Anyway, that was no film review. Just a few initial thoughts on a specific character from the film. Me being a research nerd, I had to look up some information on Butterfly McQueen, and fortunately I found some interesting stuff. So interesting that I decided to copy and paste the whole thing here.
It was on this date, January 8, 1911, that actress Thelma “Butterfly” McQueen was born in Tampa, Florida, the daughter of a stevedore and a domestic worker. Although she was raised a Christian, she began to question the value of organized religion as a child. She gave up her study of nursing to become an actress and dancer in New York and achieved some measure of success. She won her nickname, “Butterfly,” in the Butterfly Ballet sequence of Harlem Theater group’s 1935 Midsummer Night’s Dream, perhaps as a tribute to her fluttering hands.
McQueen’s stage and screen career tracks the way many blacks were treated in Hollywood and elsewhere in America from the 1920s through the 1950s. Few screen roles for black actresses were available and, when they were, the characters were invariably personifications of how racist white society saw Americans of African descent. McQueen’s first film role was uncredited: she played Lulu, the cosmetics counter maid in the 1939 film The Women.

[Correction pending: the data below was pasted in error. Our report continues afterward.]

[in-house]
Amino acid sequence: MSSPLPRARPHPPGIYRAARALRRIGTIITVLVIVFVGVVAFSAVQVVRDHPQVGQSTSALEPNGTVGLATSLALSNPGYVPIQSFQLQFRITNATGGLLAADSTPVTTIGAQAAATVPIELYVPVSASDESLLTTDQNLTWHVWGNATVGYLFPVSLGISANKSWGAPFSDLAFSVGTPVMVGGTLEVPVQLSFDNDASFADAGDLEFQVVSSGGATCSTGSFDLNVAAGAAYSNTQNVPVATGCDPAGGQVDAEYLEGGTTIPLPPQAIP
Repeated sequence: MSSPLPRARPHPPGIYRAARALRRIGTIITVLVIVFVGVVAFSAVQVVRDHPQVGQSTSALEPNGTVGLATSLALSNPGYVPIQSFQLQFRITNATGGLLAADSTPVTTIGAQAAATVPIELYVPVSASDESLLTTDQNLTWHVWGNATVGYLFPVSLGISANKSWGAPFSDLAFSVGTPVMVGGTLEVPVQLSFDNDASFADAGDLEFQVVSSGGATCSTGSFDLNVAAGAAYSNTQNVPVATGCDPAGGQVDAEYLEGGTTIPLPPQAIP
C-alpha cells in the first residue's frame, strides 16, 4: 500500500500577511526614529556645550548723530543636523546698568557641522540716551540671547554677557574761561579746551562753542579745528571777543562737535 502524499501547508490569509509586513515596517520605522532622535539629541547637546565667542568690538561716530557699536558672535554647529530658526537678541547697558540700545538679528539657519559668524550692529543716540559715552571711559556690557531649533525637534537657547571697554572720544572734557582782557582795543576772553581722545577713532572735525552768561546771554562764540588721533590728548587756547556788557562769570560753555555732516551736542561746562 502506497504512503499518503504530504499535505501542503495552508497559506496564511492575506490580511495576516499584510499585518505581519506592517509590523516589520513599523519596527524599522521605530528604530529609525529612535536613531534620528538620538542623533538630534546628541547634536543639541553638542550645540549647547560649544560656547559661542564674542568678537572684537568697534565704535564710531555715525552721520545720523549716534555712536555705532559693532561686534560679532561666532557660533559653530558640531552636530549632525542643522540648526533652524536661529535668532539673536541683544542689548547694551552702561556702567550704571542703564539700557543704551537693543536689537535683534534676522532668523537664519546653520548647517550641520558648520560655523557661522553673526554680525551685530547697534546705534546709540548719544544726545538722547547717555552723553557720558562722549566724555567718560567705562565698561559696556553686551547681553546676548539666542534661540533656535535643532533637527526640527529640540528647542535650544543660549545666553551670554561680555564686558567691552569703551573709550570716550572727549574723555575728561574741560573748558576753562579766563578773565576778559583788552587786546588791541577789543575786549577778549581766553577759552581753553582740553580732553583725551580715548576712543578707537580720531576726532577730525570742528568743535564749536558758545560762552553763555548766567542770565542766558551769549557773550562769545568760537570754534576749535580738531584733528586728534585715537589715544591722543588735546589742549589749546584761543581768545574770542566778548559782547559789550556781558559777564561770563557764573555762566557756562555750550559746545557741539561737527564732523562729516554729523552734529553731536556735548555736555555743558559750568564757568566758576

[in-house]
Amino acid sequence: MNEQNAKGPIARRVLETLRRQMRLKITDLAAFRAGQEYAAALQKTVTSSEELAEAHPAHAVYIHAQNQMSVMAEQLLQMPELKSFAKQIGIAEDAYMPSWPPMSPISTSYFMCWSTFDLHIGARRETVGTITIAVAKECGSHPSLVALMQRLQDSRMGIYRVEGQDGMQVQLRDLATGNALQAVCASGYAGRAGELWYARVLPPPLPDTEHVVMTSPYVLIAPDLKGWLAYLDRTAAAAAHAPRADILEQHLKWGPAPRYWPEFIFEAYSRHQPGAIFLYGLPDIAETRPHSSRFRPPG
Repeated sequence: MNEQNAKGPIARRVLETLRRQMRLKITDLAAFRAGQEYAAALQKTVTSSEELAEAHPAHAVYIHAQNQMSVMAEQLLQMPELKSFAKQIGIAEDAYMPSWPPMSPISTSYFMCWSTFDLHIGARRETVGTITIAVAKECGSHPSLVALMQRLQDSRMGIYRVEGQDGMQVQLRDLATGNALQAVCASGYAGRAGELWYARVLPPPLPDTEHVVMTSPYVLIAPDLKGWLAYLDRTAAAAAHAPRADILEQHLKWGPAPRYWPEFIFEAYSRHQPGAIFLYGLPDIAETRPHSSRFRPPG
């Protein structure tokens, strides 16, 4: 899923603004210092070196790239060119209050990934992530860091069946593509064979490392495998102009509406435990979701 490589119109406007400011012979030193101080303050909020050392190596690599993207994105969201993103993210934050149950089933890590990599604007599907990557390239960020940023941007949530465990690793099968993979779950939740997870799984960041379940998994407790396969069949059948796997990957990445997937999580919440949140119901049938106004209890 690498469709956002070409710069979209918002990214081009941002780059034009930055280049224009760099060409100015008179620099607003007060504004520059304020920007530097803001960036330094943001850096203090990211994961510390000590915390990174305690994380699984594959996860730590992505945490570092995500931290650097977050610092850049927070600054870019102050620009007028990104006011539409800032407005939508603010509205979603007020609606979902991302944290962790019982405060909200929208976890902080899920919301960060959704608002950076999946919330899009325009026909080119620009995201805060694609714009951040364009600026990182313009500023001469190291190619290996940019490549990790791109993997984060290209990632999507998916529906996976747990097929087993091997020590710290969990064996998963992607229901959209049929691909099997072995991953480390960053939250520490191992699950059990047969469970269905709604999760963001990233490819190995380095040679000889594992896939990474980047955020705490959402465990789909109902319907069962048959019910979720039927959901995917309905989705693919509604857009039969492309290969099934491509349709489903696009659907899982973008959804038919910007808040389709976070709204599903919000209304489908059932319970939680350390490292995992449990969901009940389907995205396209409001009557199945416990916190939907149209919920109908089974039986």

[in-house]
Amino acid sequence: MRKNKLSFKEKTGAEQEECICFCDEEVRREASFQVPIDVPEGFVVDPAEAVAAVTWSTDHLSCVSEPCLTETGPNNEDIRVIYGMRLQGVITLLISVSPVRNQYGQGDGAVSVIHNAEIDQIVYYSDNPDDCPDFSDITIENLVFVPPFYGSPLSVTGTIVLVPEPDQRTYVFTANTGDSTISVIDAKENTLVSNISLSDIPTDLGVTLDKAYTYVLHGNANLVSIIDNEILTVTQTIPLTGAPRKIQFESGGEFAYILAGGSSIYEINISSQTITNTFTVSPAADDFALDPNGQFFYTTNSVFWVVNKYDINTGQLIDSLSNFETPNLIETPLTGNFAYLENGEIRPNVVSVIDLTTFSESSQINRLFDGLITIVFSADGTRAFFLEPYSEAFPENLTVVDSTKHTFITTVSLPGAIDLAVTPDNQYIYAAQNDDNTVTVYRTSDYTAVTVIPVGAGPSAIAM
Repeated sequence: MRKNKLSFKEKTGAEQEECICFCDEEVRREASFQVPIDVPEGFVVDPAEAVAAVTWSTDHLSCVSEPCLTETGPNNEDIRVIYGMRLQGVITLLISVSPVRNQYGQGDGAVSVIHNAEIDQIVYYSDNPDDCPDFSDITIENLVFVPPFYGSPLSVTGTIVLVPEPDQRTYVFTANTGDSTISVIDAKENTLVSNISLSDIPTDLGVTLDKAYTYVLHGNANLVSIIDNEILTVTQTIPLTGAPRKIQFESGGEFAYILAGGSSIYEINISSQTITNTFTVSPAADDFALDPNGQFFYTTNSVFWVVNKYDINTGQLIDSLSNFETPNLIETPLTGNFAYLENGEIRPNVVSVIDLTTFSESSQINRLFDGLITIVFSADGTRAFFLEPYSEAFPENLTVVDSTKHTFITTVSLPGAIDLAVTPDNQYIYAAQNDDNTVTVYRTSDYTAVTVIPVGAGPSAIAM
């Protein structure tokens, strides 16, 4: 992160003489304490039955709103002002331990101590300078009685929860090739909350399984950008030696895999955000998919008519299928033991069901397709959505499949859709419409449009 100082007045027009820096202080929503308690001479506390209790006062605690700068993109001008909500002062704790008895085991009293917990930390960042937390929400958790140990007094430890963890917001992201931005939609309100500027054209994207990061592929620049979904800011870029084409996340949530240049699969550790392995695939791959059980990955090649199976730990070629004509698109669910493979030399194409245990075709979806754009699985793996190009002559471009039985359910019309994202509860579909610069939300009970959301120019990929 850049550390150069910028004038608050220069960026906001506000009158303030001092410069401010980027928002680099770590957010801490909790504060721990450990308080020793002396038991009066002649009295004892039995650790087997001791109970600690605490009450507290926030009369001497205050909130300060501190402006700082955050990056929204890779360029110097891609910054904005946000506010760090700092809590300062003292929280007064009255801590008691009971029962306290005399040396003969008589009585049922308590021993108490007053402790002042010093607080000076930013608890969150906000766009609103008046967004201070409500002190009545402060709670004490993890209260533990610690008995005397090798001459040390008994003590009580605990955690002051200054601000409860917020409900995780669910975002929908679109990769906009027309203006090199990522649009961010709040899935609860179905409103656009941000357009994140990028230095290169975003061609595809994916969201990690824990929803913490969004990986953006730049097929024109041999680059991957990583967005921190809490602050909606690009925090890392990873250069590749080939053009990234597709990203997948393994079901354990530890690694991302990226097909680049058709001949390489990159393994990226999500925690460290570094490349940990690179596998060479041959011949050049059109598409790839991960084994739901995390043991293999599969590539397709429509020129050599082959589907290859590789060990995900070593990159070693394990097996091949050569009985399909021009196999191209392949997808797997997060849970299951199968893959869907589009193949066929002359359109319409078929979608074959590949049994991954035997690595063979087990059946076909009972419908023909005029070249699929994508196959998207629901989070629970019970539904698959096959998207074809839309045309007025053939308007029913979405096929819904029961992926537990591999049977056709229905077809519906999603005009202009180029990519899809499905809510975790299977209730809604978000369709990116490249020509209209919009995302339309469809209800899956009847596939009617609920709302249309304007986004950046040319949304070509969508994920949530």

She auditioned for David Selznick’s Gone With The Wind, but was initially rejected for the role of Prissy as too old (at age 28), too heavy and too dignified. Yet as the whiny, incompetent house slave, McQueen stole every scene she was in, and immortalized the line, “I don’t know nothin’ ’bout birthin’ babies!”
“It was not a pleasant part to play,” McQueen said. “I didn’t want to be that little slave. But I did my best, my very best.” Although her performance was well noted, McQueen didn’t become a hot property in Hollywood. She was offered more maid roles, including Lottie in Mildred Pierce (1945) — but the role was uncredited. The Prissy role did little to further equal participation in society for black people, yet the available roles in film, and later on TV, rarely broke through the stereotype.